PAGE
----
Anyway, it was a fascinating, fun,and musically enjoyable, regardless of the acoustic challenges.  The Giant Cicada folks are creative, good, and entrepreneurial. I look forward to hearing them again.

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Filed under Bassists, Carlos "Go-Go" Gomez, Drummers/Percussionists, entrepreneurship, Giant Cicada, Guitarists, John Hart, Jon Burr, Jonathan Russell, Lynn Stein, networking, videos, Violinists

This Tosser Loves “Nine People’s Favorite Thing”

One of the best experiences I had in the last year was seeing the brilliant and inspiring (now-closed) [title of show] at the Lyceum Theater in New York.  My son, who’s 20, straight, and never seen any other Broadway musical, was with me and loved it, too.   

I mentioned in a comment on Greg Sandow’s blog the other day that I have dreams in which I hang out with Hunter and Jeff (the show’s creators and half the cast) and work with them on getting it repopened.  Maybe that dream work is paying off. I see on a fan site that it may be reopening off-Broadway in the spring.  Yay!  I realize I’ve actually been in a grief process at the thought of not being able to see it again.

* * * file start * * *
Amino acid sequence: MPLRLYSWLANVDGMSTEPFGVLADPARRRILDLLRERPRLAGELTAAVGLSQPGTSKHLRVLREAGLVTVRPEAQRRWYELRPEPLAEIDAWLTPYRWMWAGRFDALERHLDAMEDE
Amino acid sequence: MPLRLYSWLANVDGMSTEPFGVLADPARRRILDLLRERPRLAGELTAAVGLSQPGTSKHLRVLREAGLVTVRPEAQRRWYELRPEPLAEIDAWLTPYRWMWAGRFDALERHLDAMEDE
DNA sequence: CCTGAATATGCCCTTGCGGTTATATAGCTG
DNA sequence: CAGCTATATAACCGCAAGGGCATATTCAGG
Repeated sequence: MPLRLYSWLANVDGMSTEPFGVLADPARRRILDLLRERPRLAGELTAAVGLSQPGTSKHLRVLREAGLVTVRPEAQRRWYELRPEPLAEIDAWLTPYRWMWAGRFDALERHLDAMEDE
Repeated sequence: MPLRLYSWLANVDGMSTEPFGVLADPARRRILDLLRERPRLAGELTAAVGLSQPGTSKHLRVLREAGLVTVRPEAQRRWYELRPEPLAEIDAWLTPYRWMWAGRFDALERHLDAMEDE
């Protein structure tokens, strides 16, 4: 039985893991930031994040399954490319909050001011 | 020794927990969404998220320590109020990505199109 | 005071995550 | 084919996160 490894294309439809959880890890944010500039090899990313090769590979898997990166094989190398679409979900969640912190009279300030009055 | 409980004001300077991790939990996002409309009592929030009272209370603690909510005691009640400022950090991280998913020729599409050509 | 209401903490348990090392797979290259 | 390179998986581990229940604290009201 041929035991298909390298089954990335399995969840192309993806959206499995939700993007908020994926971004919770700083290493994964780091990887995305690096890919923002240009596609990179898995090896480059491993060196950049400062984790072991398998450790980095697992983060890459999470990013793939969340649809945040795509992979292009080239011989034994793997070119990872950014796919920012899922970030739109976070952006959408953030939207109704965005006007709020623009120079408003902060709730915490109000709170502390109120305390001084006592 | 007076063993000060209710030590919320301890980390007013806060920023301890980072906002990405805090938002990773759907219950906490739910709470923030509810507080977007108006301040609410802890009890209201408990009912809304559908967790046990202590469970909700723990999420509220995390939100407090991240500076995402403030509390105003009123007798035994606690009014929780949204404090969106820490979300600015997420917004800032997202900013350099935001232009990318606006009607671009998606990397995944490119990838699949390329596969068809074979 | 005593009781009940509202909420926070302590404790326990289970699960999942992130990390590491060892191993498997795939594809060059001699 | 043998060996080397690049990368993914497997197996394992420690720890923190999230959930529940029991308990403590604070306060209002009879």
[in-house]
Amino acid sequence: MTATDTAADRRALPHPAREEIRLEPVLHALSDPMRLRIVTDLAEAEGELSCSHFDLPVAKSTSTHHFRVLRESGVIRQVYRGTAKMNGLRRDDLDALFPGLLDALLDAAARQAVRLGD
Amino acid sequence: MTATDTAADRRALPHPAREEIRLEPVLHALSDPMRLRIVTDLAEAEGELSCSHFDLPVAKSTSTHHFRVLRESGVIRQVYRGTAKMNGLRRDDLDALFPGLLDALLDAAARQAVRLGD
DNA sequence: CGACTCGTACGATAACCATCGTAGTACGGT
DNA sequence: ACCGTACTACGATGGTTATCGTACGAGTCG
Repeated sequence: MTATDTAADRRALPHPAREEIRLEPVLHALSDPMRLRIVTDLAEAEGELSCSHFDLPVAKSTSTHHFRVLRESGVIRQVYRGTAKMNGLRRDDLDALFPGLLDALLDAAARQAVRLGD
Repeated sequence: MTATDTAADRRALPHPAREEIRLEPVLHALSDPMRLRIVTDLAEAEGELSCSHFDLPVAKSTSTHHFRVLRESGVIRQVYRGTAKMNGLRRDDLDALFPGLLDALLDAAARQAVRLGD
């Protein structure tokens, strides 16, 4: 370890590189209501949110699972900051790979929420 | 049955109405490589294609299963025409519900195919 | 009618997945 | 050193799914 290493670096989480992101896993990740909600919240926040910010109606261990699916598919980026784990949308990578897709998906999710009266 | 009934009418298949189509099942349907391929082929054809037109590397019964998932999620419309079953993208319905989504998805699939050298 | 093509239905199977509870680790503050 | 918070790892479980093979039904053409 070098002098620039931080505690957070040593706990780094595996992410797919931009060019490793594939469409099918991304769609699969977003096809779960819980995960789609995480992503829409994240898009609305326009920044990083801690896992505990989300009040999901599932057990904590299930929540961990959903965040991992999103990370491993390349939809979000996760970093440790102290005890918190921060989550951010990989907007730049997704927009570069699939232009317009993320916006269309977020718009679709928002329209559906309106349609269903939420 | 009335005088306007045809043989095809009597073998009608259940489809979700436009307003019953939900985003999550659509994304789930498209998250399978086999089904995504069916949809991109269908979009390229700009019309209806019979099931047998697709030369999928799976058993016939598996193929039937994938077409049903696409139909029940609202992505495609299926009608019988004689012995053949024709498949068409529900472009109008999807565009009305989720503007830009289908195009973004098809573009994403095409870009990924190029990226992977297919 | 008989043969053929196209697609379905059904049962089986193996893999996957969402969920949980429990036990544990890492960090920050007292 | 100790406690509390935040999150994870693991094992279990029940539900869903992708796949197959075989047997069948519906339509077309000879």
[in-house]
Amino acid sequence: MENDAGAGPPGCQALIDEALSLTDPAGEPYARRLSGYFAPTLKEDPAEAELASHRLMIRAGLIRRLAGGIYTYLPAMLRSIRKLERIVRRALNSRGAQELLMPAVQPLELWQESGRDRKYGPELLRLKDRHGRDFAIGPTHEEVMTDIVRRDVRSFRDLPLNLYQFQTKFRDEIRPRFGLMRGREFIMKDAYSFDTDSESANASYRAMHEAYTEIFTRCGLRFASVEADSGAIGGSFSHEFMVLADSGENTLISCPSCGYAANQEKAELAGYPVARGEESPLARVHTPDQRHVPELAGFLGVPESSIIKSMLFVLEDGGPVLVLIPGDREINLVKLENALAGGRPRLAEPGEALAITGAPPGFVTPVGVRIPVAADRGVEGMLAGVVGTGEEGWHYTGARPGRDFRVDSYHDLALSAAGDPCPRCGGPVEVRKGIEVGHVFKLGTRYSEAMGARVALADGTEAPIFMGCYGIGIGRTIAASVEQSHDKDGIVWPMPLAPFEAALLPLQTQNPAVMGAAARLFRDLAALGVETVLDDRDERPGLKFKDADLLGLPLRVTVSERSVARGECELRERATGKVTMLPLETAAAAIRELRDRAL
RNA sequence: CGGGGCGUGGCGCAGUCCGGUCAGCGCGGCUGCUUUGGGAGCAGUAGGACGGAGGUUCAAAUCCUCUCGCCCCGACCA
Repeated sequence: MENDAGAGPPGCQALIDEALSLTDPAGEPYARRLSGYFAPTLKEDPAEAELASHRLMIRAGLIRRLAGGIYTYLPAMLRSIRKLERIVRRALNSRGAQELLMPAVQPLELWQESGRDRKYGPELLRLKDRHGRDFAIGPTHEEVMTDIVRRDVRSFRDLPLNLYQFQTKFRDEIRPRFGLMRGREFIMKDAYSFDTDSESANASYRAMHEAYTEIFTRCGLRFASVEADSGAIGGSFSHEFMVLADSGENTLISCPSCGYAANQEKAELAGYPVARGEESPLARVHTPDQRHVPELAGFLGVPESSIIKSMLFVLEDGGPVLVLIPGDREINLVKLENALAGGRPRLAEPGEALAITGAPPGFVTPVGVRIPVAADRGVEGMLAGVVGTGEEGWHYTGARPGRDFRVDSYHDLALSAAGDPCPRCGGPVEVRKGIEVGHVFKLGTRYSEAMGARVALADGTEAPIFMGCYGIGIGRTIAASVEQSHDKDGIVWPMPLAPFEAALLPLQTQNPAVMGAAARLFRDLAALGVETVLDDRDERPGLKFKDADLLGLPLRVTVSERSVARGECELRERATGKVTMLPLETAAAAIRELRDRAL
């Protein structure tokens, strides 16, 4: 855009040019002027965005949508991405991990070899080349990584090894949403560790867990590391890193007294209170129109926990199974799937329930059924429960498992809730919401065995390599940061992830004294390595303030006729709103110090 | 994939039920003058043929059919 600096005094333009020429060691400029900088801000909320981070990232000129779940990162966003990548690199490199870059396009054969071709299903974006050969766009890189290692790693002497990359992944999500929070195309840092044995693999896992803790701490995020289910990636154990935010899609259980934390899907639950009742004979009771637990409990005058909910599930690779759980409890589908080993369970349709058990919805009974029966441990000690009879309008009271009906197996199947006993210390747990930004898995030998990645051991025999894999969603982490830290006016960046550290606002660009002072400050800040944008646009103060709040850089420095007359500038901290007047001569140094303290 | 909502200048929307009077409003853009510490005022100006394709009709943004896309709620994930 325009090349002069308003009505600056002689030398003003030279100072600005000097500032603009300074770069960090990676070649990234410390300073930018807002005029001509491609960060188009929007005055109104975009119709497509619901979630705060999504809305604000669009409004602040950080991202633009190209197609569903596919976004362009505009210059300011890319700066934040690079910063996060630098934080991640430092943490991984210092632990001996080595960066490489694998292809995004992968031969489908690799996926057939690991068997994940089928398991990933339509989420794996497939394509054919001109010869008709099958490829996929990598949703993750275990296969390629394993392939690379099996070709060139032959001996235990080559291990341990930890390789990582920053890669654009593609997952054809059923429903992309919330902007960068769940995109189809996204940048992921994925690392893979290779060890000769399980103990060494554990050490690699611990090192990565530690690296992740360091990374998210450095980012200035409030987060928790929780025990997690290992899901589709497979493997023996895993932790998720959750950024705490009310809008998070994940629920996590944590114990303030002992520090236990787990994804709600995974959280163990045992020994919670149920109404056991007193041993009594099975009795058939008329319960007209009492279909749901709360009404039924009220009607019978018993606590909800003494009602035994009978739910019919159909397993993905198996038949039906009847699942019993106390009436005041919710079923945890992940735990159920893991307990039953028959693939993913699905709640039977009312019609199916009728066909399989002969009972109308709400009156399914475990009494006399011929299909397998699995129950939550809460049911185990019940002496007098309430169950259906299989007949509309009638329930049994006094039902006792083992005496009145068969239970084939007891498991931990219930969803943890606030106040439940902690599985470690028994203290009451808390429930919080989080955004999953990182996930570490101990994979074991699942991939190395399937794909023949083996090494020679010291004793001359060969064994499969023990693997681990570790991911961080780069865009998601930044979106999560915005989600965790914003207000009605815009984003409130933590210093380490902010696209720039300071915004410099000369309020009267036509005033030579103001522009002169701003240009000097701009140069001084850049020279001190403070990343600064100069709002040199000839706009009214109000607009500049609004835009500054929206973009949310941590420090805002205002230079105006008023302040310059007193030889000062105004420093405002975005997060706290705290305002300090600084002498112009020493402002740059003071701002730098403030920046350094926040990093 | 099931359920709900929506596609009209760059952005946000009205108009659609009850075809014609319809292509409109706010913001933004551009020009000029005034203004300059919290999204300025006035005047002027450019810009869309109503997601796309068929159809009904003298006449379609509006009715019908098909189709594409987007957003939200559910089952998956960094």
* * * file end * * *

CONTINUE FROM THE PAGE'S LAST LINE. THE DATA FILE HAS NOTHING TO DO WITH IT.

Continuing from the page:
This video gives a taste of what I love about [title of show’ and why I am proud to be a “tosser.”

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Troy Stuart video

Well, I just discovered Vopod, and with it a way to embed the Sun video of Troy.

Vodpod videos no longer available.

more about “Troy Stuart video“, posted with vodpod

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Wall Street Journal Improvisation Article

Today’s Wall Street Journal has a feature article on the return of improvisation to classical music performance and the training of classical musicians.  A good bit of it features what my DePauw University students are doing.  The online version includes several photos of DePauw students in action, and video footage from DePauw.

Welcome, if you did a search on my name after reading the article and found your way here!